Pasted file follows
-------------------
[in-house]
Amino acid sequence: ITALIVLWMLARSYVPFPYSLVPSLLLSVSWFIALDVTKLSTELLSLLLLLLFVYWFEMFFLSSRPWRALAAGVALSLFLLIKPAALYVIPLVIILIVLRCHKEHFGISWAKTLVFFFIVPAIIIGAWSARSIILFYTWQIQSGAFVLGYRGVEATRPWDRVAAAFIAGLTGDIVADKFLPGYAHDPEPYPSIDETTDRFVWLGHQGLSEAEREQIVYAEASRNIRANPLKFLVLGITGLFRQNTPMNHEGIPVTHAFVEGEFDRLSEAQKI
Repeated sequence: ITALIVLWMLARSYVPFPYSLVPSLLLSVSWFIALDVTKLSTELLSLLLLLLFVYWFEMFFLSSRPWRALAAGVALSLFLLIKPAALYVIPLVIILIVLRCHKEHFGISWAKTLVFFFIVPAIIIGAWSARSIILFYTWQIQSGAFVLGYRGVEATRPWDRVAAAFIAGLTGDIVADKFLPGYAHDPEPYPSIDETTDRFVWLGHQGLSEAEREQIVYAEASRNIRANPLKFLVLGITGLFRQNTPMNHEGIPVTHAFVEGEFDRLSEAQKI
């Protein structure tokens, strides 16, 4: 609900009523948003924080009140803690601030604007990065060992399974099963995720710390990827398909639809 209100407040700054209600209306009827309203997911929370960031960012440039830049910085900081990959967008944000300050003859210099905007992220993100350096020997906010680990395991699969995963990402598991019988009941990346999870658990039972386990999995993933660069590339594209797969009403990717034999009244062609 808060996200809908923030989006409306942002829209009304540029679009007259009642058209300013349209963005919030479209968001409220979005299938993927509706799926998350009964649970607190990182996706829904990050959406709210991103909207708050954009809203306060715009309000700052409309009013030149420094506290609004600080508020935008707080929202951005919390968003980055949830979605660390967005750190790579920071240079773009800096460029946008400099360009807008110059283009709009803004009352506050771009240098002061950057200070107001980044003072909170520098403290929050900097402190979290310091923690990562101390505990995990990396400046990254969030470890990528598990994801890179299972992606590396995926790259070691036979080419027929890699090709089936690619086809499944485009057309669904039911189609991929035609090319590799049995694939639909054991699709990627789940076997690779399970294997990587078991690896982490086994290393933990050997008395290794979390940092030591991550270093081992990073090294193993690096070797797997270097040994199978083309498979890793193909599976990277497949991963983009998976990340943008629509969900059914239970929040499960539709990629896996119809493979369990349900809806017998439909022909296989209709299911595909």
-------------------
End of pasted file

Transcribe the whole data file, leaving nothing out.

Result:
[in-house]
Amino acid sequence: ITALIVLWMLARSYVPFPYSLVPSLLLSVSWFIALDVTKLSTELLSLLLLLLFVYWFEMFFLSSRPWRALAAGVALSLFLLIKPAALYVIPLVIILIVLRCHKEHFGISWAKTLVFFFIVPAIIIGAWSARSIILFYTWQIQSGAFVLGYRGVEATRPWDRVAAAFIAGLTGDIVADKFLPGYAHDPEPYPSIDETTDRFVWLGHQGLSEAEREQIVYAEASRNIRANPLKFLVLGITGLFRQNTPMNHEGIPVTHAFVEGEFDRLSEAQKI
Repeated sequence: ITALIVLWMLARSYVPFPYSLVPSLLLSVSWFIALDVTKLSTELLSLLLLLLFVYWFEMFFLSSRPWRALAAGVALSLFLLIKPAALYVIPLVIILIVLRCHKEHFGISWAKTLVFFFIVPAIIIGAWSARSIILFYTWQIQSGAFVLGYRGVEATRPWDRVAAAFIAGLTGDIVADKFLPGYAHDPEPYPSIDETTDRFVWLGHQGLSEAEREQIVYAEASRNIRANPLKFLVLGITGLFRQNTPMNHEGIPVTHAFVEGEFDRLSEAQKI
């Protein structure tokens, strides 16, 4: 609900009523948003924080009140803690601030604007990065060992399974099963995720710390990827398909639809 209100407040700054209600209306009827309203997911929370960031960012440039830049910085900081990959967008944000300050003859210099905007992220993100350096020997906010680990395991699969995963990402598991019988009941990346999870658990039972386990999995993933660069590339594209797969009403990717034999009244062609 808060996200809908923030989006409306942002829209009304540029679009007259009642058209300013349209963005919030479209968001409220979005299938993927509706799926998350009964649970607190990182996706829904990050959406709210991103909207708050954009809203306060715009309000700052409309009013030149420094506290609004600080508020935008707080929202951005919390968003980055949830979605660390967005750190790579920071240079773009800096460029946008400099360009807008110059283009709009803004009352506050771009240098002061950057200070107001980044003072909170520098403290929050900097402190979290310091923690990562101390505990995990990396400046990254969030470890990528598990994801890179299972992606590396995926790259070691036979080419027929890699090709089936690619086809499944485009057309669904039911189609991929035609090319590799049995694939639909054991699709990627789940076997690779399970294997990587078991690896982490086994290393933990050997008395290794979390940092030591991550270093081992990073090294193993690096070797797997270097040994199978083309498979890793193909599976990277497949991963983009998976990340943008629509969900059914239970929040499960539709990629896996119809493979369990349900809806017998439909022909296989209709299911595909």